It always amazes me how much of a community spinners and knitters are. Let me give you three cool things to think about.
Five months ago, I started a pair of socks for myself out of KnitPicks Vineyard yarn. I was just finishing the first sock when dear son Luke (4) looked at me with those big blue eyes and said â€œMommy, could you please make me a pair of socks just like yours?â€ No way I could resist a request like that from someone as sweet as my boy, so that second skein of yarn was immediately started for new socks for Luke. Which left me with one sock for me and about a third of a skein of yarn left for the second sock. Obviously not enough.
I love ordering from Knit Picks, because you actually get a nice pile of stuff for the money. But paying for shipping for one skein of yarn makes for an expensive inexpensive skein of yarn. Reading around the blogs, I realized that Sylvia had just finished a pair of socks in the same yarn, so I dropped her an e-mail to see if she might have any left. And she had a whole skein, which she graciously offered to send me. And so I have been assembling a careful care package to send back, because itâ€™s really cool that she sent the yarn, and even cooler to put together a package of goodies to send to someone because you know that theyâ€™ll really smile when they open the package.
The second in my string of adventures in the extraordinary world community of knitters and spinners centers around the shawl that Iâ€™m making in Elannâ€™s Peruvian Alpaca yarn (color 402â€”a rich charcoal grey). The pattern calls for seven skeins of yarn, so I ordered 8 just to be sure (anyone getting a premonition of the problem?). And you guessed it, I ran out of yarn. And of course, the color is no longer offered.
So again with the blog memoriesâ€¦Vibegrrl had posted a picture of the exact same yarn on her blog in June. Now, keep in mind that I donâ€™t know Lara from Adam. I mean not at all. Had never even occupied the same comments on another knitterâ€™s blog . But I was desperate, so I girded my loins (or something to that effect) and sent an email to see if she (or the person who sent her the yarn as a gift ) might have an extra skein she might be willing to part with. Amazingly, both Lara and Betsy, rather than thinking me some sort of crackpot yarn-begging stalker chick, graciously offered to send me the yarn. And so when it arrives Iâ€™ll be able to finish the shawl without altering the design to accommodate a color change.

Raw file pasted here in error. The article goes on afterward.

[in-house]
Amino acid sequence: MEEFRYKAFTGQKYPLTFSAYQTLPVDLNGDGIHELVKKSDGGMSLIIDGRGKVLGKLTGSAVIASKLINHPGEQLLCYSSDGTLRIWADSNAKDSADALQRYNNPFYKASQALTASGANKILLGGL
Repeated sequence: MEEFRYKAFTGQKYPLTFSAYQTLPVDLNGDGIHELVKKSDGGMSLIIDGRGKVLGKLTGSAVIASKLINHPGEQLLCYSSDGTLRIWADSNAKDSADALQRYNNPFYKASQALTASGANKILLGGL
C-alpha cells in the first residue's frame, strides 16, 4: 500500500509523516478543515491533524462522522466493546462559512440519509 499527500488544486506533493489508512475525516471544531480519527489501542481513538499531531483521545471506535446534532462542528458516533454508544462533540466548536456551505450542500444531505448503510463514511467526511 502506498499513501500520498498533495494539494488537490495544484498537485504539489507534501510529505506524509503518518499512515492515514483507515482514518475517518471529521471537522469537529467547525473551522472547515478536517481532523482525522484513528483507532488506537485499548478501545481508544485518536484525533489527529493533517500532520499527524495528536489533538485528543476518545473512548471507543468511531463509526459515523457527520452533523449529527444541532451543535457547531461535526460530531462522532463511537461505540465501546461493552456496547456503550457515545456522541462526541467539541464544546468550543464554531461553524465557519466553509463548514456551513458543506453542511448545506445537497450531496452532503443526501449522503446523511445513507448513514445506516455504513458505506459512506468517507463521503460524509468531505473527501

My final and most recent fiber community adventure hopefully will start on Friday. A friend whoâ€™s still on Sheepthrills sent me a note to let me know that there was a woman in Las Vegas who was looking to find someone who might be able to help her learn how to spin (on a spindle and a wheel). So I sent Jesse a note, and weâ€™re due to meet up at a nearby Barnes and Noble on Friday morning. Her husband just retired, and theyâ€™ve lived here in Las Vegas 30 years. She was hoping to try a Majacraft Gem or Suzie, or an Ashford Joy, but Iâ€™ll bring my Louet and my Jensen and see if she likes either of them. Iâ€™m all about helping people decide how to spend their money. Iâ€™m really looking forward to meeting someone new who appreciates knitting and spinning. I really miss the Odd Tuesday COTFU group, and making a new fiber friend would go a long way toward helping to fill that void.
One of the biggest complaints people who donâ€™t like living in Las Vegas have about Las Vegas (other than the very obvious, very hot weather) is the lack of neighborliness around here. I think the walls around the (non-existent) yards are one reason, the heat anotherâ€”but I think the biggest reason Las Vegas seems so non-neighborly is that there are so few people here who have been here more than a few years. In any crowd of people in Las Vegas, you will find less than one in ten who was born here, and less than two in ten who have been here more than 10 years. No one feels like a hostâ€”we all feel like guests. But my philosophy is that courtesy and friendliness are contagious, so the best way to have an impact on Las Vegas is to live by example. Smiling, waving, and chatting in line at the grocery store are all standard practiceâ€”so is complimenting parents on well-behaved children or puppies.
The project Iâ€™m working on now is the Rosedale Cardigan from Knitty. Theoretically it will be for my other sister-in-law (we draw names for Christmas gifts in our family, and this year Eric and I got both our sisters-in-law). My problem is that I am falling desperately in love with the sweater, and Iâ€™m only through with half of one sleeve. The pattern calls for 11 skeins of Noro Kureyon for the size Iâ€™m making (medium), so I have 15. The last thing I want to do is start trolling the Internet to try to find extra skeins of color 148.
Iâ€™m thinking that I may not incorporate the intarsia block on the front of the cardigan. Iâ€™m afraid it might make the sweater seem too datedâ€¦.that and I really love the striping of the Kureyon and the colors in 148â€¦
OK. Time to wrap up lunch and think about getting the rest of my work done for the day so I can go home and nurse DH. Itâ€™s our 10th anniversary today (as well as the 29th anniversary of the day that Elvis died). Eric is home sick with a really nasty coldâ€”and colds here are so much tougher to kick because of the single-digit humidity. Thereâ€™s no way for you to expectorate the crap out of your sinuses and lungsâ€”youâ€™d have to chip it out with a screwdriver. But youâ€™re no less congested. Itâ€™s yucky.